Page:Robert the Bruce and the struggle for Scottish independence - 1909.djvu/153

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1305 A.D.]
117
The Death of Wallace.

At last, in the summer of 1305, Sir William Wallace [1] fell into the hands of his enemies. Popular tradition has covered with infamy the memory of Sir John de Menteith, his friend, for having betrayed him; but Sir John had been since March 20, 1304, governor of the castle and sheriffdom of Dunbarton,[2] and there is no evidence to connect him with the treachery. If treachery there was, as is far from unlikely, the real traitor was probably one Rawe Raa (Ralf Ray), in whose house in Glasgow, according to a paper in the Arundel collection, Wallace was taken. This Rawe or Ralf may be identified with Ralf de Haliburton, taken prisoner at Stirling, and released on condition of securing Wallace.[3] The same individual is probably referred to as "le vallet qui espia Will de Waleys," and received a reward of forty marks.[4] One hundred marks were divided among others who took part in the capture, and Menteith, to whose custody as governor of the district he would be committed, received £151. It is quite possible that Menteith had been, and perhaps remained, a personal friend of Wallace; a fact quite sufficient to attract popular odium to his name, although in receiving the prisoner and delivering him up to justice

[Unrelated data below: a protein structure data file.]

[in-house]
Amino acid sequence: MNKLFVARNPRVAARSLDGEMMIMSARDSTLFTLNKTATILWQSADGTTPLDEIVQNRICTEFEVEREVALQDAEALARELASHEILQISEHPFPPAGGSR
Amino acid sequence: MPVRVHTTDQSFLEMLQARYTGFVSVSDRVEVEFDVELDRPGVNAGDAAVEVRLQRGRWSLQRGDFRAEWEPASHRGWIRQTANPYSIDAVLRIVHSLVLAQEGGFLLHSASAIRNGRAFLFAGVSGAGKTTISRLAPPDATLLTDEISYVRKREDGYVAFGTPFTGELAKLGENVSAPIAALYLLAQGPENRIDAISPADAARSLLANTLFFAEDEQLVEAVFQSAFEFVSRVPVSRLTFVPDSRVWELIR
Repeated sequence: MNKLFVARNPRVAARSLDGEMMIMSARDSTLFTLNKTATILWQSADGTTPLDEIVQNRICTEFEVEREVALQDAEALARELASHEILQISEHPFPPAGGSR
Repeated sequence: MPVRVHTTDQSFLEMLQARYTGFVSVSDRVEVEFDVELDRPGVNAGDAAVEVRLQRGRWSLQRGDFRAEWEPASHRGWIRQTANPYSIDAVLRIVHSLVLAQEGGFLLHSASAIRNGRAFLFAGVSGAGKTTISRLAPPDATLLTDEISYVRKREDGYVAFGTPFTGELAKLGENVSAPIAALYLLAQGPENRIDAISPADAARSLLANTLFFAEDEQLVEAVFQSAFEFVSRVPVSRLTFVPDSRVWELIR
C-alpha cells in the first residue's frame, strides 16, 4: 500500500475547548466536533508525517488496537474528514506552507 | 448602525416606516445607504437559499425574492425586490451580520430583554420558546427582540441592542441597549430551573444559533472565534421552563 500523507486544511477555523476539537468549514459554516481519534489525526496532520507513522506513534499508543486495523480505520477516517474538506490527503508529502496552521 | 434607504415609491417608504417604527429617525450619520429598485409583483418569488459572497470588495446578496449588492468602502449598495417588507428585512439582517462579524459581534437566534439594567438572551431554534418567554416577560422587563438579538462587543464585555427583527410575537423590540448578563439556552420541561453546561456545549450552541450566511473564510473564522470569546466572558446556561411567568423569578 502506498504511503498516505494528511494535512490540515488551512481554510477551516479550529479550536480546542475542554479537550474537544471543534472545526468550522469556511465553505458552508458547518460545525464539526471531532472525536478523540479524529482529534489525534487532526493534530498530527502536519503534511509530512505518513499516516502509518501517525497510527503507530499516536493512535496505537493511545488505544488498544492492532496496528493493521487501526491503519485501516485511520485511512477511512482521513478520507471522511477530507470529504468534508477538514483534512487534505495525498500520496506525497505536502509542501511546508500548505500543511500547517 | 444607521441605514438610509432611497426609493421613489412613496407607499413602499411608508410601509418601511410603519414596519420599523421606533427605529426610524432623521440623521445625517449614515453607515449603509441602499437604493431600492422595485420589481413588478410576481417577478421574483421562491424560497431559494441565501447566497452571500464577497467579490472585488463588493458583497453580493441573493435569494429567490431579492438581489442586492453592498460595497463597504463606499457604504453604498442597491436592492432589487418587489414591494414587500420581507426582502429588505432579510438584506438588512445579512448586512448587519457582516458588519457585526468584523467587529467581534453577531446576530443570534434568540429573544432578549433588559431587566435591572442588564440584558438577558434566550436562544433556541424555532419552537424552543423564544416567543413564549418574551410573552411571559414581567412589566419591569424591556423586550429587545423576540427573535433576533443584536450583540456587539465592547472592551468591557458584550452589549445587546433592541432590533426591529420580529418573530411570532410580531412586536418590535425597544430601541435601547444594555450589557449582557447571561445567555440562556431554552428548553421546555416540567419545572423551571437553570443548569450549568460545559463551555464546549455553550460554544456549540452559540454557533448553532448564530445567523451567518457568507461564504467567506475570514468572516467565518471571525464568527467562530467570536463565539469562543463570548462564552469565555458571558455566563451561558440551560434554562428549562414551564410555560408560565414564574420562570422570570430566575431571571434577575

1. It is not known when, or at whose hands, Wallace received knighthood, but he is commonly referred to as "Sir William" in contemporary documents. In his indictment at Westminster, however, he is termed simply "Willelmus le Waleys," i.e., William the Welshman.
  2. Bain, ii., 384.
  3. Ibid., 448. His name appears erased in the list of prisoners.
  4. Palgrave, 295.